AdobeStock / Brent Hofacker
Low-density lipoprotein, or LDL, cholesterol and apolipoprotein B levels were found to be greater in those following an LCHF diet, according to the study’s findings. Higher levels of LDL cholesterol cannot predict heart disease as well as apolipoprotein B, a protein that coats LDL cholesterol proteins.

The participants in the LCHF diet consumed twice as much animal sources (33%) as those in the control group (16%), and their total fat intake was higher in saturated fat.

People on an LCHF diet had a more than two-times higher risk of experiencing several major cardiovascular events, such as blockages in the arteries that needed to be opened with stenting procedures, heart attack, stroke, and peripheral arterial disease, researchers discovered after an average of 11.8 years of follow-up and after adjusting for other risk factors for heart disease, such as diabetes, high blood pressure, obesity, and smoking, they found.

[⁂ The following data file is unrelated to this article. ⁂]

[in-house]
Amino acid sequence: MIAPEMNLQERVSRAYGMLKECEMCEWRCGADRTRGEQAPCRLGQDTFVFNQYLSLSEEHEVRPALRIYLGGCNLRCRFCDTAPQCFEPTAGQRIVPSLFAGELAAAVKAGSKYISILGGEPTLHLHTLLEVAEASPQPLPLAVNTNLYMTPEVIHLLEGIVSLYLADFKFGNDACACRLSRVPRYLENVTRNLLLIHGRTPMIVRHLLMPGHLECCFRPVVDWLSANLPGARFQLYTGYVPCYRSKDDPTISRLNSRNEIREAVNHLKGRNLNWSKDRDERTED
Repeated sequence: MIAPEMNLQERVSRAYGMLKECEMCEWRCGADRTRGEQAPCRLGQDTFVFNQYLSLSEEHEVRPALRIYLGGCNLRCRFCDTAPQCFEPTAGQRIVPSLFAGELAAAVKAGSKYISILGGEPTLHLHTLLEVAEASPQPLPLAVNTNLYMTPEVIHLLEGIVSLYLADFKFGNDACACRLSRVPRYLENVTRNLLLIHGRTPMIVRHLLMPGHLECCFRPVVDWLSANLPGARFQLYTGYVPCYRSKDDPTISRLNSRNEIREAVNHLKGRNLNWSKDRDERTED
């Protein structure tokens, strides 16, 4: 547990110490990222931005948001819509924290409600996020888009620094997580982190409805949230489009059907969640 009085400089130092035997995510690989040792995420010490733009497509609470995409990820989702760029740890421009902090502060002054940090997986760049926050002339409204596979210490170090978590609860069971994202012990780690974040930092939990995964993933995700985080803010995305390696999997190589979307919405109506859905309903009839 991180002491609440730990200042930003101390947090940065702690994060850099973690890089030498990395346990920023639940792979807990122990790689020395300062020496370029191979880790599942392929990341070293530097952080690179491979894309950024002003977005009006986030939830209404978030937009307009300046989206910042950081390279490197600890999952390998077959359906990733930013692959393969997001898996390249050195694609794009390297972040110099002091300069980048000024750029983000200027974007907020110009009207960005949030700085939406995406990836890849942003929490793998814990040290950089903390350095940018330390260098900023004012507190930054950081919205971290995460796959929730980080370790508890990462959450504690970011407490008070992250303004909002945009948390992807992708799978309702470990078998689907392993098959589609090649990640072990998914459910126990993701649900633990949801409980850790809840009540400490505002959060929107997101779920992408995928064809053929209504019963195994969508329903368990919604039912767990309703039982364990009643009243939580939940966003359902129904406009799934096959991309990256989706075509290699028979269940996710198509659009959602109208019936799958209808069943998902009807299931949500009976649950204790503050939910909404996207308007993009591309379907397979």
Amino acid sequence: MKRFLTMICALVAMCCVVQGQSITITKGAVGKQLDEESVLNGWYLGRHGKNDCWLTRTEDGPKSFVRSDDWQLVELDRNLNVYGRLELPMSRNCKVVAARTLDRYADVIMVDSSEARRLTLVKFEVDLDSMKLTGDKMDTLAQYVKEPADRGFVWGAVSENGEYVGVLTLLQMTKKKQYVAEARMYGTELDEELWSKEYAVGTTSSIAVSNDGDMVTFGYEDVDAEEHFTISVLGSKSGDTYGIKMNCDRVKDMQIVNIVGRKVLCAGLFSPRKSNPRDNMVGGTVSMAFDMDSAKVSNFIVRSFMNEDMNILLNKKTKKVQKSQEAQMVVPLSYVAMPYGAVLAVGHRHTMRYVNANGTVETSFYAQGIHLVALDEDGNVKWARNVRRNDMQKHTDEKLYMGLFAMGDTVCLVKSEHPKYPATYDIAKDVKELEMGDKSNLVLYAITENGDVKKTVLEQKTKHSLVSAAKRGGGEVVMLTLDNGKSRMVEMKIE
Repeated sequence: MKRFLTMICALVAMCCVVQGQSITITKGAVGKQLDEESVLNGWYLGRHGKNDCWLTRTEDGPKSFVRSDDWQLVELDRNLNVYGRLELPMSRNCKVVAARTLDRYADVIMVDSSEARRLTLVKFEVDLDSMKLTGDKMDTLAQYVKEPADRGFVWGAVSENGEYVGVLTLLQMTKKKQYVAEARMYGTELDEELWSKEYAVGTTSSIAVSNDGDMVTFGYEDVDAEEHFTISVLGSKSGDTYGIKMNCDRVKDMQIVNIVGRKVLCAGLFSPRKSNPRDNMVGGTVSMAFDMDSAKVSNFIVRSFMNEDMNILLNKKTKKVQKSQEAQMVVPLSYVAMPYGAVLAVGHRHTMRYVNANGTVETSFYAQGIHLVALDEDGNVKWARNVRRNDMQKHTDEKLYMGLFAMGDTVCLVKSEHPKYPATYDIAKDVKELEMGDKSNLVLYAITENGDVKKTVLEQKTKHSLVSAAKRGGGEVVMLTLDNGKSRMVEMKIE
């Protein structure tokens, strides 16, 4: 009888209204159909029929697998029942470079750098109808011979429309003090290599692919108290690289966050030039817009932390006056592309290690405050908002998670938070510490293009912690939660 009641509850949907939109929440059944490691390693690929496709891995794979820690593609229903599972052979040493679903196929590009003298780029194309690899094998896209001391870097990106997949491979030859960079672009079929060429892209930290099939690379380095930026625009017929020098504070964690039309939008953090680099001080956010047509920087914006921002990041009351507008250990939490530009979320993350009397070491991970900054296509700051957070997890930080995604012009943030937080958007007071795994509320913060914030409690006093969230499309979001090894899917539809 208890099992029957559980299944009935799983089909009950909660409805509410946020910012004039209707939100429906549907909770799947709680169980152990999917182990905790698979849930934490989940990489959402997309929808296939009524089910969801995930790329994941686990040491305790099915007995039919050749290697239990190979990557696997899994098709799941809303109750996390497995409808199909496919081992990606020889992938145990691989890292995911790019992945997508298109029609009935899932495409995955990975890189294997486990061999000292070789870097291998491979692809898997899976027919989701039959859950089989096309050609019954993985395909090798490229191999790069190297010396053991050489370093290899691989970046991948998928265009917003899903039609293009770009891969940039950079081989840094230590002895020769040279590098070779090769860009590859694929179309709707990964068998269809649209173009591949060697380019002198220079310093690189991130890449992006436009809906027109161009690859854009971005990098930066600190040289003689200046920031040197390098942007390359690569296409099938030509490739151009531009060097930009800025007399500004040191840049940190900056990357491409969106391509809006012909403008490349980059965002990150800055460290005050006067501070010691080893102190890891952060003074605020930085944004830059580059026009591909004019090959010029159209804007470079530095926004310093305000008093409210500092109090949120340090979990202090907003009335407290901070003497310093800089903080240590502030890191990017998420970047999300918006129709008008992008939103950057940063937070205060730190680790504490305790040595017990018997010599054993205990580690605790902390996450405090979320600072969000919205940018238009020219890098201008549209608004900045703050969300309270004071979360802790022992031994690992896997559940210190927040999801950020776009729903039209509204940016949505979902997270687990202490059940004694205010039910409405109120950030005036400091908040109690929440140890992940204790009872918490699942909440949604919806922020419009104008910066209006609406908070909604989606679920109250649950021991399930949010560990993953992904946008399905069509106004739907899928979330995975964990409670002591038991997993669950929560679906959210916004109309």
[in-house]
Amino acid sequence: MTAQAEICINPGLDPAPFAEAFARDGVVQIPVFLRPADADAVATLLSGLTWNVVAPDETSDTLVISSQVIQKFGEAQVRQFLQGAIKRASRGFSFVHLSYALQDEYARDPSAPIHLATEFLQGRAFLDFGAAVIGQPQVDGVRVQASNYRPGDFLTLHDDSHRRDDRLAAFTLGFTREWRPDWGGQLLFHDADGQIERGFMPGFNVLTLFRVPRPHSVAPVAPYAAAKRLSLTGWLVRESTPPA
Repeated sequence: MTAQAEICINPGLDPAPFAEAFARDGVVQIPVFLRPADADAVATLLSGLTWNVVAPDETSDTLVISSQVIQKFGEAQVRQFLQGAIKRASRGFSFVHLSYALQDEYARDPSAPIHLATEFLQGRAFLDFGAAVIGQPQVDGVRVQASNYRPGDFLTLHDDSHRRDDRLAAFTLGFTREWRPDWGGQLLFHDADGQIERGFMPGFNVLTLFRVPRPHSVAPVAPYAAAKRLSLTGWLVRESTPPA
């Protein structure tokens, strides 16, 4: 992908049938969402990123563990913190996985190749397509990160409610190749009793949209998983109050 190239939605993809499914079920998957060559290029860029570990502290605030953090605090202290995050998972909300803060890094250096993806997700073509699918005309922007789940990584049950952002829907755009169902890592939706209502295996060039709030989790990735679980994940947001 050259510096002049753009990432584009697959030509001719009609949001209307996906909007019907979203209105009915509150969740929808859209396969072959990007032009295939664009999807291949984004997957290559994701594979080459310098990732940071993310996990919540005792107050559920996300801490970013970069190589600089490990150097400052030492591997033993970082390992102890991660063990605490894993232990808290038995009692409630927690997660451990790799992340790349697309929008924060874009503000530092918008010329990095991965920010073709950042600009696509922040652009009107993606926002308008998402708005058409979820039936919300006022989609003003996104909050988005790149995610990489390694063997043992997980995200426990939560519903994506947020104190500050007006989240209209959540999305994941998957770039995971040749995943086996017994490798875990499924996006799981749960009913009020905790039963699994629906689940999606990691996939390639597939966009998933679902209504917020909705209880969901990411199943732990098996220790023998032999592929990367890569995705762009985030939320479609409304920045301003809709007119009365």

Because it was an observational study, the researchers noted in the press release that their work “can only show an association between the diet and an increased risk for major cardiac events, not a causal relationship,” but nonetheless their findings merit further investigation, particularly given that 1 in 5 Americans currently report following a low-carb, keto-like, or full ketogenic diet.

1 Low-carb, high-fat diet
Why is the keto diet so well-liked if experts claim it isn’t sustainable?
Iatan cited the limited sample size, measurement mistakes that can occur when dietary assessments are self-reported, and the fact that majority of the participants were British and did not represent other ethnic groups as study limitations.

While most people who follow a keto-like diet tend to do so periodically for shorter periods of time, the study also looked at the long-term effects of the diet.

Women made up 73% of the participants, which Iatan found to be “very intriguing to see, but it also validates the literature that’s available that women in general tend to follow more dietary patterns, tend to be more engaged in changing their lifestyles.”